Everyone’s a Critic (Especially My Kids)

Just another day at the office

As a comedian and author one of the things that I get asked a lot is how I handle a bad review.

Well, it depends.

If I’m onstage at a comedy club and a heckler starts slinging his Bud Light-induced opinions at me it’s pretty easy to verbally bitch-slap him back down to size. Usually he’s too drunk to even conjugate a verb properly, let alone form a complete sentence that doesn’t include the words “You suck!” In many cases, all I have to do is just stand there and let him dig his own grave (kind of like the Republican debates).

But a bad review in the media is another story. It’s become the accepted way for anyone to declare your art is crap, and unfortunately there’s not a darn thing you can do about it. For some reason if people read it on the Internet, hear it on the radio or see it on TV, then they think it MUST be true. Your only option is to develop a thick skin. But then critics come after you for being either aloof or outspoken, claiming you’ve evolved into nothing more than a jaded cynic.

What do they know? They’re just assholes.

If you like my blog, you'll love this book

This was my “seasoned” attitude when I had a radio interview not that long ago to plug my book Confessions of a Band Geek Mom, a hilarious account of how I gave up celebrity as a Southern California stand-up comic to become a stay-at-home mom… in Utah… and I’m not even Mormon. What the hell was I thinking? (Well, you’ll just have to read Confessions of a Band Geek Mom to find out. It’s on Amazon. If you like my blog you’ll love my book.)

In this case I thought it’d be fun to include my two teenage sons. Of course, the radio host was thrilled to have them on. Not wasting any time he quickly got down to business, asking my boys, “So is everything your mom wrote about you true?” I looked at my adoring children waiting for unconditional praise to flow trippingly off their tongues.

“No, it’s just a bunch of stuff my mom made up,” said my 13-year-old matter-of-factly.

Wait, what? No, that’s not true. I started to object, but the radio host was quicker. “Are you saying she lied?”

“She exaggerates, making things funnier than they really are.”

“Stop right there,” I interjected. “You KNOW the events in my book are absolutely true.” I turned to my older son, “Derrick, help me out here.”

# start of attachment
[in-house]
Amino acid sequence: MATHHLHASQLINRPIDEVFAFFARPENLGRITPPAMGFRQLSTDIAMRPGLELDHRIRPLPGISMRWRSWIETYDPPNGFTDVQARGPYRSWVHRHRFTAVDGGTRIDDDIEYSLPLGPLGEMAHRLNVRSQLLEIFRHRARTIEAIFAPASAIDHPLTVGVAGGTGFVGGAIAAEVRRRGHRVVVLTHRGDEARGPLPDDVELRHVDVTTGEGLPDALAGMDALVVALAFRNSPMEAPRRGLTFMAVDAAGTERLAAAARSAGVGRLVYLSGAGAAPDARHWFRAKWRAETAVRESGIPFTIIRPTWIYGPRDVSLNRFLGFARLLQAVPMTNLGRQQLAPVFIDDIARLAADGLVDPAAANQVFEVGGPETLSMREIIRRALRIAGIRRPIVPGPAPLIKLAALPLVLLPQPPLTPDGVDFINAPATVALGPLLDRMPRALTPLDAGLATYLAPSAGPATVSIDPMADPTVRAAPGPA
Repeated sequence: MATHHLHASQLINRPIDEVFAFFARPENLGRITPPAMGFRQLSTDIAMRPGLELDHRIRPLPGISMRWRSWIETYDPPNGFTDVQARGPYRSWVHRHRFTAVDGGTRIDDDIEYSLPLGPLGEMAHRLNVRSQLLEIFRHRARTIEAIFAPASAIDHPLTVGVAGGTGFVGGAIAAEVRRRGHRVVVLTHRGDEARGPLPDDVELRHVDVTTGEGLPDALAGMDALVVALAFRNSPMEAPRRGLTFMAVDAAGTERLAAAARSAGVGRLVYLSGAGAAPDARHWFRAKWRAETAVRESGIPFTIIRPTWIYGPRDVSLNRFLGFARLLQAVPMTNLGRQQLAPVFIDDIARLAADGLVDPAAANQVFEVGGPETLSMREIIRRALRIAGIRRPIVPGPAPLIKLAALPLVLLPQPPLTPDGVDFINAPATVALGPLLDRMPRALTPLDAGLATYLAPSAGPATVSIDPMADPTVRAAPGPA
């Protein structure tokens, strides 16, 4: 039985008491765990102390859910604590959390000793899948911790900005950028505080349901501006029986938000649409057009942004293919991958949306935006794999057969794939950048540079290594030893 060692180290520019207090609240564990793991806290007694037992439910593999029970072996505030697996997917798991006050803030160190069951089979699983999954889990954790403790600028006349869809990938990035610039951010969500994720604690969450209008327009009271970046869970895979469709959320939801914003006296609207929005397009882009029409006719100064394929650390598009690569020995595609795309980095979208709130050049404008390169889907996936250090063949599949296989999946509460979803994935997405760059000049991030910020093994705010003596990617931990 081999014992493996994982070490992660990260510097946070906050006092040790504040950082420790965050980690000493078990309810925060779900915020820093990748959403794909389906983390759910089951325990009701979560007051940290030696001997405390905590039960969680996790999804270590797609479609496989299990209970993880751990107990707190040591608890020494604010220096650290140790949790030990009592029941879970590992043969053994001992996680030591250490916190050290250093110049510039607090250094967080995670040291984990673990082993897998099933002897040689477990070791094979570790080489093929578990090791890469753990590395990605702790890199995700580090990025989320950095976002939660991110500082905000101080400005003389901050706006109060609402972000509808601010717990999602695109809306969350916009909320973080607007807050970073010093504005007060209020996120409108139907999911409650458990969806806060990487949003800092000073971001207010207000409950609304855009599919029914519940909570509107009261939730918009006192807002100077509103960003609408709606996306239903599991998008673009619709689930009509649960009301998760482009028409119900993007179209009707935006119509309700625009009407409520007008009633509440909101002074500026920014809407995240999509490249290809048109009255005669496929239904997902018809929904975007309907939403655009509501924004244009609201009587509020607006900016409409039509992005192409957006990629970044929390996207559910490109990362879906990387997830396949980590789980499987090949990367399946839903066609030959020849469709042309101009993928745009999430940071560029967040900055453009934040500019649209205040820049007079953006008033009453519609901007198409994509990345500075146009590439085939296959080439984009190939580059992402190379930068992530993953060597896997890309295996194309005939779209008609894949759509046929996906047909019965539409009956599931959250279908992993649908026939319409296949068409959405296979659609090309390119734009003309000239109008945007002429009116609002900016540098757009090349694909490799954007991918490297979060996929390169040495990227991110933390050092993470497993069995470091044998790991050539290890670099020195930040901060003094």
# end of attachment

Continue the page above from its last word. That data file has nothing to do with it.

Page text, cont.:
Stunned, he looked like I’d unexpectedly asked him to perform emergency surgery. “Well, um, yes, the things you write about did sort of happen…”

“But not the way you say,” finished my 13-year-old.

WTF? All of sudden I’m being heckled by my offspring, and since I am quite fond them, I don’t feel compelled to verbally cut them off at the knees, as I would any other critic who suddenly got in my face on live radio.

Instead, the conversation quickly devolved into a family debate over things like whether or not they really do miss their mark when using the toilet and if my younger son really did refer to his older brother’s first attempt at a stick shift as “Mr. Toad’s Wild Ride—only wilder.” (For the record, YES to both. It’s all documented truthfully in my book.)

In the middle of my older son trying to mediate between my younger son and me, I turned to the radio host and said, “I’m so sorry. I didn’t think it would be like this.”

“That’s okay,” he said. “This is great radio.”

And that’s when I realized we were treading dangerously close to Jerry Springer territory. So I decided to end this ridiculous discourse immediately.

“Hey! Perspective is everything,” I said in my big, bad Mommy voice. “This is my truth. If you guys see things differently go write your own damn books!”

Not quite the loving mother-son moment I’d hoped for, but they did pipe down when I admitted the stories were told through my reality filter, giving some credence to their objections.

At no time had I ever questioned what my kids thought about my stories. They’d read them, laughed in all the right places, and appeared to enjoy them. But until that point no one had asked them if they believed the stories to be true. Wow. How could I have missed that? I gave our family radio experience a lot of thought, and after looking at it from all sides I realized I learned a valuable lesson that day:

Never ask your kids their opinion of your work, especially if your work is writing about them.

Ah, yes. Enlightenment feels great.


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Stacy Dymalski is a stand-up comic who gave up the glamorous life of coach travel, smokey comedy clubs, and heckling drunks for the glamourous life of raising kids (who happen to be bigger hecklers than the drunks). This blog is her new stage.

For more of Stacy’s comedy check out her hilarious book Confessions of a Band Geek Mom available in paperback and on Kindle on Amazon.com.